Just 50 individuals and their spouses accounted for more than a third of the total money raised by Super PACs this cycle.  Many candidates, including some whose individual contribution totals reach into the millions, report receiving few or even no dollars in contributions from small donors. For example, House Budget--and future Ways and Means--Committee Chairman Paul Ryan reported that all of his more than $5 million in individual contributions came from large donors.

Appelbaum also glossed over the record spending made by outside groups in the 2014 midterms. According to The New York Times, “political groups independent of candidates spent more than $814 million to influence congressional elections last month, a record for the midterms and nearly twice the spending in 2010, Federal Election Commission records show.” And as the Center for Responsive Politics noted, this year's figure show an increase in the overall share of campaign financing came from outside groups. Such groups represented 8.5 percent of the total spent in 2010 and are projected to represent 13 percent in 2014 while there were “fewer people donating to political organizations.” 

Most egregiously, Appelbaum failed to note the role of dark money in elections. According to ABC News, “this year, dark money groups have spent $200 million in 11 of the most competitive Senate races, nearly double the amount they forked out in 2012.” As the Huffington Post noted, the 2014 Senate races in Alaska, Arkansas, Colorado, Kentucky and North Carolina accounted for nearly half of all dark money spent to target 2014 candidates. Appelbaum cited two of these races, but suggested they were “the exception.”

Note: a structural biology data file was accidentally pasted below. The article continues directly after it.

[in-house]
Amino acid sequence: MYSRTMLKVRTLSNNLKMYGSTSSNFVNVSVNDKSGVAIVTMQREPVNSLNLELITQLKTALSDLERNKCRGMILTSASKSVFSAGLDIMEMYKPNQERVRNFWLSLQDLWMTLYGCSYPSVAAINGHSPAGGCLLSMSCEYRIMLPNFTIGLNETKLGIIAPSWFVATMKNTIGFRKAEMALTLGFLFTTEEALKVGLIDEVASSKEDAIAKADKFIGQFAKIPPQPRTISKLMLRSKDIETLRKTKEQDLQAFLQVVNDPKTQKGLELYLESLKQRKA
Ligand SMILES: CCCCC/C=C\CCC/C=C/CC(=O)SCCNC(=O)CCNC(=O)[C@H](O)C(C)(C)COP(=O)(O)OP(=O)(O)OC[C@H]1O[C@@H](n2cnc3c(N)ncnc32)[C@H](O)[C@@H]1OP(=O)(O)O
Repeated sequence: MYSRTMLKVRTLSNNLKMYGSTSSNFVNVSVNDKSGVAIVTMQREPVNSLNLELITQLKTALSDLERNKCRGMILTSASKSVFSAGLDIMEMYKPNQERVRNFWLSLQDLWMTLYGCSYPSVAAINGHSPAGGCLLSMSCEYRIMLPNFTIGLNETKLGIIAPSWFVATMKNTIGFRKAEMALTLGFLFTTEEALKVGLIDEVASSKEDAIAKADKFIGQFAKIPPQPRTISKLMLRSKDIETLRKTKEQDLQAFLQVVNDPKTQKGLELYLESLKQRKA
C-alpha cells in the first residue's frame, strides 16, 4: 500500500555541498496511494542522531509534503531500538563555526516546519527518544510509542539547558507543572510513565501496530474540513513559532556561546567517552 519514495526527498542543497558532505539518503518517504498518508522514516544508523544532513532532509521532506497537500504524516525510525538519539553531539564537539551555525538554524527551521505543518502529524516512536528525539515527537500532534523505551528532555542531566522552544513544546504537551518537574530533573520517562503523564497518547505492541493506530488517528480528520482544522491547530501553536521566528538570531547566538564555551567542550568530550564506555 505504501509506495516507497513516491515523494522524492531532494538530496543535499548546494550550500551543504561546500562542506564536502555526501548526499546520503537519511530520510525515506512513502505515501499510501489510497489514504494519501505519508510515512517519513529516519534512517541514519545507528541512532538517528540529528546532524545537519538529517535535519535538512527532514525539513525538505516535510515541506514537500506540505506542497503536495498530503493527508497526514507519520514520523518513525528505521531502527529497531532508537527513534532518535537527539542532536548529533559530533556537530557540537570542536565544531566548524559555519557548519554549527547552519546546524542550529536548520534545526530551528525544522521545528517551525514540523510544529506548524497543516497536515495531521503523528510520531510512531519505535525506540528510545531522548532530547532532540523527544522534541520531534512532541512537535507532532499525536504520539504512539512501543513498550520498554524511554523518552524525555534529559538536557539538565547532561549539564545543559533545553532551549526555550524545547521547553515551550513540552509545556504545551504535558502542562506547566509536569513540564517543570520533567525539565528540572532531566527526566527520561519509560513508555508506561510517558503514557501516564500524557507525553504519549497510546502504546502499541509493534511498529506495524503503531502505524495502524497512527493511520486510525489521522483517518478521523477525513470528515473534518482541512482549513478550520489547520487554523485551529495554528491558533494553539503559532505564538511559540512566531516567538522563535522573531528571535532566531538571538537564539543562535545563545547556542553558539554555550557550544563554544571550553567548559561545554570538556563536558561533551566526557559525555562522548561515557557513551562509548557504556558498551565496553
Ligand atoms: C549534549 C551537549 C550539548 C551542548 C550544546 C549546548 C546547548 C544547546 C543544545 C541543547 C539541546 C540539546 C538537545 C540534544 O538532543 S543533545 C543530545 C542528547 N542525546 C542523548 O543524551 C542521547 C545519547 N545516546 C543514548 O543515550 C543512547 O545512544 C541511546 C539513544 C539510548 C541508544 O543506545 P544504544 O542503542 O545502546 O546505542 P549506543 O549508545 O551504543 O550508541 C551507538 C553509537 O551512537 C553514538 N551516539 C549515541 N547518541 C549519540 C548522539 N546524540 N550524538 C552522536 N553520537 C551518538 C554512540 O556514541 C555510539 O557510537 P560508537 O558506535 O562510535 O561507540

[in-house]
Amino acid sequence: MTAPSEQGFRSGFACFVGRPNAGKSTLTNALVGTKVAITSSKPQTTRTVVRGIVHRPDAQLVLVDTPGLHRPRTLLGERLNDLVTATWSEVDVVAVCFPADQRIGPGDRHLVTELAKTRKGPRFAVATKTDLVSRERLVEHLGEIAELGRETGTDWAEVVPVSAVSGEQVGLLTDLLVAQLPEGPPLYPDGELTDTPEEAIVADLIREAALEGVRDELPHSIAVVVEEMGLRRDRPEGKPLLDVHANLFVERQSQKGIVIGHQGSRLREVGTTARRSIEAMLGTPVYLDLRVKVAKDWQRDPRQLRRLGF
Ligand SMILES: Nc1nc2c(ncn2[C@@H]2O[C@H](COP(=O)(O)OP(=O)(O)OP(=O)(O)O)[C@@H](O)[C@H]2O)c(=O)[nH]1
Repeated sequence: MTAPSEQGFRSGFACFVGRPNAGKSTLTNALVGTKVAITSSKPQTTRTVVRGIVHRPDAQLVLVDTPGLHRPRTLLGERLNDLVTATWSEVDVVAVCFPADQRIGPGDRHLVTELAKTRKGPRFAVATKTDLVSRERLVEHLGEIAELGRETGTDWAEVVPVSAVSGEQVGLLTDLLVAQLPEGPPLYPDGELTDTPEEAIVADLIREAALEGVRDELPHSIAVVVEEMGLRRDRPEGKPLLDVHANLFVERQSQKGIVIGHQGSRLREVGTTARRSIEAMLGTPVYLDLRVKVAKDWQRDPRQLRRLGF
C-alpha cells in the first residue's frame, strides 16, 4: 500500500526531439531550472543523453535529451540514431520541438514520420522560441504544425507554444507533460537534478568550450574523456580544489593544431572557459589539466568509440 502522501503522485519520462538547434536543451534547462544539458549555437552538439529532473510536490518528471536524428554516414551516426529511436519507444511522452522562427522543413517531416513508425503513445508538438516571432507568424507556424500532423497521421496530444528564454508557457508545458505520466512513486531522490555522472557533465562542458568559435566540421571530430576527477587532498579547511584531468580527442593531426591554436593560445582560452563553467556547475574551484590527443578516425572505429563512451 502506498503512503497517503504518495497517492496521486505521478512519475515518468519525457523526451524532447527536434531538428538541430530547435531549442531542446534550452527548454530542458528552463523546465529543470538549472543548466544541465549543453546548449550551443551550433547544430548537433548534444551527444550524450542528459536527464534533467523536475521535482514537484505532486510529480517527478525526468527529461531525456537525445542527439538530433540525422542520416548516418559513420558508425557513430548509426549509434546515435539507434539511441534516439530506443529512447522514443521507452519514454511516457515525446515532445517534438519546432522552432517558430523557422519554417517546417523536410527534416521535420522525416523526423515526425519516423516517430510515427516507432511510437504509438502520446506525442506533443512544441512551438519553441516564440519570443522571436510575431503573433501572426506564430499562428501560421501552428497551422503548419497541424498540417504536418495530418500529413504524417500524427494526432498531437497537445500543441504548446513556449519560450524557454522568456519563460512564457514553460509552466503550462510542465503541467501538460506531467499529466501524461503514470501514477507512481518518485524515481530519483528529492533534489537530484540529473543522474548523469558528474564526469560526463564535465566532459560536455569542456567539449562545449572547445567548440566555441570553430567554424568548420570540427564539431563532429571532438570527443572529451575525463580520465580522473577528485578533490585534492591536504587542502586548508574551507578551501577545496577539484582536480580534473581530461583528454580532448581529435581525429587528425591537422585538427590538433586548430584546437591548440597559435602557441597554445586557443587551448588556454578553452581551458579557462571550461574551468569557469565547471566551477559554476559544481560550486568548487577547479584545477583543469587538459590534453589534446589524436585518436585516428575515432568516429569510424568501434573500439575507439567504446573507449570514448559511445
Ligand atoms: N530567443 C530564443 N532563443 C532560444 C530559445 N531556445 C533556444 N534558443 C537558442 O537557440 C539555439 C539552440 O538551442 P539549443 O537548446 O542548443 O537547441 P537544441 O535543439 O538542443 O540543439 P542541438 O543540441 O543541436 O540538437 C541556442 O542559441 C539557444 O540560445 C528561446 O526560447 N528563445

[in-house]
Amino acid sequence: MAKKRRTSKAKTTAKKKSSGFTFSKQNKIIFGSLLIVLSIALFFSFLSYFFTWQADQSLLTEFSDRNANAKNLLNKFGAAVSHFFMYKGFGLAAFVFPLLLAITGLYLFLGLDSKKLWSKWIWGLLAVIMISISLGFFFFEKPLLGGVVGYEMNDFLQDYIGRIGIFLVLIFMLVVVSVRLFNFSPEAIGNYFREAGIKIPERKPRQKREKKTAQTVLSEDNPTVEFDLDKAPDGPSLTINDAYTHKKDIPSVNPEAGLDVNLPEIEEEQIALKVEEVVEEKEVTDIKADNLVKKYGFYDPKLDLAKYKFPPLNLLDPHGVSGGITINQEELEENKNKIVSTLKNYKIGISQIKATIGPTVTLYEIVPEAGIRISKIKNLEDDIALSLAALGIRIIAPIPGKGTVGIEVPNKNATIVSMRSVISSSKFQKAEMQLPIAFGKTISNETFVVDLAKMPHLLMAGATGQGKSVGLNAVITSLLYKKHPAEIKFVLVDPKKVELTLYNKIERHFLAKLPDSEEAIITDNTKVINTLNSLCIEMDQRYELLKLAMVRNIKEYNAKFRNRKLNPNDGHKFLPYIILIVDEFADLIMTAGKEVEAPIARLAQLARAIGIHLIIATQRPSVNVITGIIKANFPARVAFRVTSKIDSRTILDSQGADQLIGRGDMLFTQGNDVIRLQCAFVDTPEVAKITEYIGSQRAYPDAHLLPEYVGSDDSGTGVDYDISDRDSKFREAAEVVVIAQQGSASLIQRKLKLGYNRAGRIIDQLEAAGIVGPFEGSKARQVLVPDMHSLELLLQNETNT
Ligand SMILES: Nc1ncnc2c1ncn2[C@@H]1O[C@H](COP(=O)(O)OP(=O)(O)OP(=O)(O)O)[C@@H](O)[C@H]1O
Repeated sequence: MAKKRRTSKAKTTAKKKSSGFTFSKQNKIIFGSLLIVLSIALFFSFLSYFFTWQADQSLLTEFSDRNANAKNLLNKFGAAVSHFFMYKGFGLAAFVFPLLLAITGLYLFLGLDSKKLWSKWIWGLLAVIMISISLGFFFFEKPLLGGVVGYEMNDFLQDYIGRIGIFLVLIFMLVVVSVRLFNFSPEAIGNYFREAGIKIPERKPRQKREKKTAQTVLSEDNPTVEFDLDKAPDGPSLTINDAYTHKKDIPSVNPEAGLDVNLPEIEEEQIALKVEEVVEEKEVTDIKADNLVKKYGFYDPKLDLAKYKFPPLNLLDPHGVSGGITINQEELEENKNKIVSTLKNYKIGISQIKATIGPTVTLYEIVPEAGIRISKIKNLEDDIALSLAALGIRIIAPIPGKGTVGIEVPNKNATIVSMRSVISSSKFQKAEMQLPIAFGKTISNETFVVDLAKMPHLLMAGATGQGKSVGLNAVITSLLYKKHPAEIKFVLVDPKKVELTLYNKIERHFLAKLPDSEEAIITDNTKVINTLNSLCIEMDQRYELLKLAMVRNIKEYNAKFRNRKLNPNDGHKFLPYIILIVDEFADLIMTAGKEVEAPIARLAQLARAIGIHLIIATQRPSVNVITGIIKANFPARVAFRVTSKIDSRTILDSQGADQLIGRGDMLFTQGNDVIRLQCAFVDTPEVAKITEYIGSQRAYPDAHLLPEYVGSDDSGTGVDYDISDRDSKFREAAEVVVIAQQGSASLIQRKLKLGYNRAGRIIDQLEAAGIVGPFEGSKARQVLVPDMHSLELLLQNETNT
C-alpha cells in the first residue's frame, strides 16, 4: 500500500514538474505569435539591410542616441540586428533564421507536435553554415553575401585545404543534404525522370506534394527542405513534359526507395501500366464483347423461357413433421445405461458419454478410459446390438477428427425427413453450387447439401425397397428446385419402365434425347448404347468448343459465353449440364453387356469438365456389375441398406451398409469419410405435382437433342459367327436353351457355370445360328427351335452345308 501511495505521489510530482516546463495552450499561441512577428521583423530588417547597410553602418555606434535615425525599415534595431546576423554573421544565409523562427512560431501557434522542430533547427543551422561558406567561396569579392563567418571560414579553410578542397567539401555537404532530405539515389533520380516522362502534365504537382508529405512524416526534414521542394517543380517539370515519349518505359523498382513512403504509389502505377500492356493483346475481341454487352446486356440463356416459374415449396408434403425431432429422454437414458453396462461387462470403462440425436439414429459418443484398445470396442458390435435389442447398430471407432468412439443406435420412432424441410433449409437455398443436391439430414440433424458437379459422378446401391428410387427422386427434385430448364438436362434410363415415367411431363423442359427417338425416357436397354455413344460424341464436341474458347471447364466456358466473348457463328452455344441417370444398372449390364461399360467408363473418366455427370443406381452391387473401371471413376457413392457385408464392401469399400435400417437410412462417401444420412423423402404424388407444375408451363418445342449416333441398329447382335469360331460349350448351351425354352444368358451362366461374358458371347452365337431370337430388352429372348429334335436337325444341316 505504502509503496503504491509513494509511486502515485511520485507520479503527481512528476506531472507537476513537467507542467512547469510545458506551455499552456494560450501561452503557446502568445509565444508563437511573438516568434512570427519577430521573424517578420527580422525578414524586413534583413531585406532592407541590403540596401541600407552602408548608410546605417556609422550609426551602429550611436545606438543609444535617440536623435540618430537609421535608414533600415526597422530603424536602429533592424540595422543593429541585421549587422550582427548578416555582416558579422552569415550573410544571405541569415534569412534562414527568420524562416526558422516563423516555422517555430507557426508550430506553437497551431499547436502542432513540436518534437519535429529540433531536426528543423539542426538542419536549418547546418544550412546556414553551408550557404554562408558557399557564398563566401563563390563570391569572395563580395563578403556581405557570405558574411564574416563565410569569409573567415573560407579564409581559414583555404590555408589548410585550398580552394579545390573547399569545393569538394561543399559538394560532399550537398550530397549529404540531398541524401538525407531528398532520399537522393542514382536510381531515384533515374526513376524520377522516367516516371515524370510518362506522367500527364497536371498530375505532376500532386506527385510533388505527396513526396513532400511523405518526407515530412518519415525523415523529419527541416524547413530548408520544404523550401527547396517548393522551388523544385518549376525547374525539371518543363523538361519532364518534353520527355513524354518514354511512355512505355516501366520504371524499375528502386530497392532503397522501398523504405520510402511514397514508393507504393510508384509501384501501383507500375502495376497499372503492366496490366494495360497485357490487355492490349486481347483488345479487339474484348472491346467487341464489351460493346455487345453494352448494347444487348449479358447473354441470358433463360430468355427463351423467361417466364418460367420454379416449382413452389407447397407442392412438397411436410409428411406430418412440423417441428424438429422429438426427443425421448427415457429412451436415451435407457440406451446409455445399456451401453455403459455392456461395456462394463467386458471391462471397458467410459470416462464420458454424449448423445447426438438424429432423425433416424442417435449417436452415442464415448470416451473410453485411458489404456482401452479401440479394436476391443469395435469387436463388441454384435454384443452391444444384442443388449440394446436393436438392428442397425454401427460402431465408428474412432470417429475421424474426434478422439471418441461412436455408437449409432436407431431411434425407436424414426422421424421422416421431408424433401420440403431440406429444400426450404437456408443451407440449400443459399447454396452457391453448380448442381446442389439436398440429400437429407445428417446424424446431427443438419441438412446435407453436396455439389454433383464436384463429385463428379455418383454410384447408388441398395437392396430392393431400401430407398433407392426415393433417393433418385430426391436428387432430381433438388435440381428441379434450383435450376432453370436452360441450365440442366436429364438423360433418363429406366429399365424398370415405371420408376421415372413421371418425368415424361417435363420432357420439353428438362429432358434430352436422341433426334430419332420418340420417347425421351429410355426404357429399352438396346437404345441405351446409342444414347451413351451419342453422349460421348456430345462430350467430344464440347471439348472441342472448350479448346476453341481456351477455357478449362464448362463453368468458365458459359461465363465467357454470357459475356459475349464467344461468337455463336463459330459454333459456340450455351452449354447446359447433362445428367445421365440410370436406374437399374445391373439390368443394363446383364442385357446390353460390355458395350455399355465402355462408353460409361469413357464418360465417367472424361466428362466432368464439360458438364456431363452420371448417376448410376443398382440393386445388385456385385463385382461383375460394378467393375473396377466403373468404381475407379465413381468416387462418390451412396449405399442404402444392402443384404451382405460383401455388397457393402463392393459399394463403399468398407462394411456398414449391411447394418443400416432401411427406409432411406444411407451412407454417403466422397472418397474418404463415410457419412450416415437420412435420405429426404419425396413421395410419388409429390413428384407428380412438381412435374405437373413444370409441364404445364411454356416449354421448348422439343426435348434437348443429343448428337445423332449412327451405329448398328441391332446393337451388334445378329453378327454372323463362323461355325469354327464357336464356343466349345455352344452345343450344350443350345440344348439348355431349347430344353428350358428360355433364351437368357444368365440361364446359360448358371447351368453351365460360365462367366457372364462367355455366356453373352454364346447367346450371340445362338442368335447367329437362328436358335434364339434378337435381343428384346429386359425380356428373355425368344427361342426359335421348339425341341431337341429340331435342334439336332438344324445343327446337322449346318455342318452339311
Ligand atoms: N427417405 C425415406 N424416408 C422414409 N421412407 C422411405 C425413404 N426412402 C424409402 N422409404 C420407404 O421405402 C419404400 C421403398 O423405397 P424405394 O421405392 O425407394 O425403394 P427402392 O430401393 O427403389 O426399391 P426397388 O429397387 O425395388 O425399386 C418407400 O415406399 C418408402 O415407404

All of this matters, because as Ian Vandewalker of New York University's Brennan Center for Justice demonstrated, the fusion of campaigns and big money can subvert the ability of qualified individuals to pursue public office if they don't have access to wealthy donors: 

Although marginal differences in spending won't swing election outcomes, a candidate who doesn't raise a sufficient amount of money is virtually guaranteed to lose. As a result, candidates who don't have connections to wealthy donors may never bother to run, no matter how qualified they are. And the “arms race” mentality tells candidates not to let the other guy get too far ahead in spending. That's why candidates, including incumbent officials, are falling all over each other to raise money.

While it's true that the amount spent on all the congressional elections together hasn't changed much in recent years, that fact obscures the reality that spending is highly concentrated in the competitive races that will decide control of a chamber of Congress. Donors don't just want to buy the gratitude of a candidate, they want the gratitude of the party in power.